Although poultry can be a companion for horses, they are not usually able to become attached to them. They are just part of the farm’s “neighborhood”. Many horses still enjoy being around chickens, ducks, and geese.

For a lonely horse, small horses can be companions.

The “small horses” are last but not least. For a lonely horse, miniature horses and miniature donkeys are great companions. They can share the same food and stay in the same areas. They may share a barn or be happy to live in separate spaces depending on how your barn is set up.

Horses can be scared of donkeys, and they don’t bond well with them. It is unknown if this is due to braying. In some cases, donkeys may be “guard animals”.

You might consider a normal-sized donkey to help keep wild dogs and other animals off your property. You should not count miniature horses or miniature donkeys as predator deterrents.

Above all, consider your horse!

Your horse will play a major role in choosing a companion. The newcomer should be able to have his say if he wants to be his friend. To find the perfect fit, you may need to test out a few animals.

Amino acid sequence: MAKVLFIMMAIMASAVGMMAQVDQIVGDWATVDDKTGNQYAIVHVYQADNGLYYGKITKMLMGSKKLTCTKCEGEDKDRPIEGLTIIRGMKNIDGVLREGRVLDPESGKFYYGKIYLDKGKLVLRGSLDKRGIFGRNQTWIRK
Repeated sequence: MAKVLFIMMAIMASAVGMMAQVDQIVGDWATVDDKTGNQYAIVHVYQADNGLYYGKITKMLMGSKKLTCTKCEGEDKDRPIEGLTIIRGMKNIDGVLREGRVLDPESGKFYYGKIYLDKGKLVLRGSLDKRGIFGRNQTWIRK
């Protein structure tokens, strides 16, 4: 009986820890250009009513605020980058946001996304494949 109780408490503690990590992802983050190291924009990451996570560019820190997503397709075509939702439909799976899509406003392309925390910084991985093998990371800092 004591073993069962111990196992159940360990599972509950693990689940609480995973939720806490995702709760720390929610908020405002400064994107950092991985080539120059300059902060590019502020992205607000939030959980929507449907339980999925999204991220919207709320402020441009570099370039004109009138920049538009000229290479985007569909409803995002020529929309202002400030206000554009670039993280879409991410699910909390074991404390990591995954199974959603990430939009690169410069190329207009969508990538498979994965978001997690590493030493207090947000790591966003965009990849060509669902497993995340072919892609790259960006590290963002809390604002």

Did you know?

You can take your goats along, but they may prefer to be in the stall or trailer during shows.

Horse companions can be costly and may require extra fencing.

While you might be able to get extra benefits like fresh eggs or security, this is still an investment in your horse’s mental health. This is cheaper than buying another horse, and your horse will benefit from the psychological benefits.

Allison Price
Allison Price

I’m Allison, born and raised in San Diego California, the earliest memory I have with horses was at my grandfather’s farm. I used to sit at the stable as a kid and hang out with my Papa while he was training the horses. When I was invited to watch a horse riding competition, I got so fascinated with riding!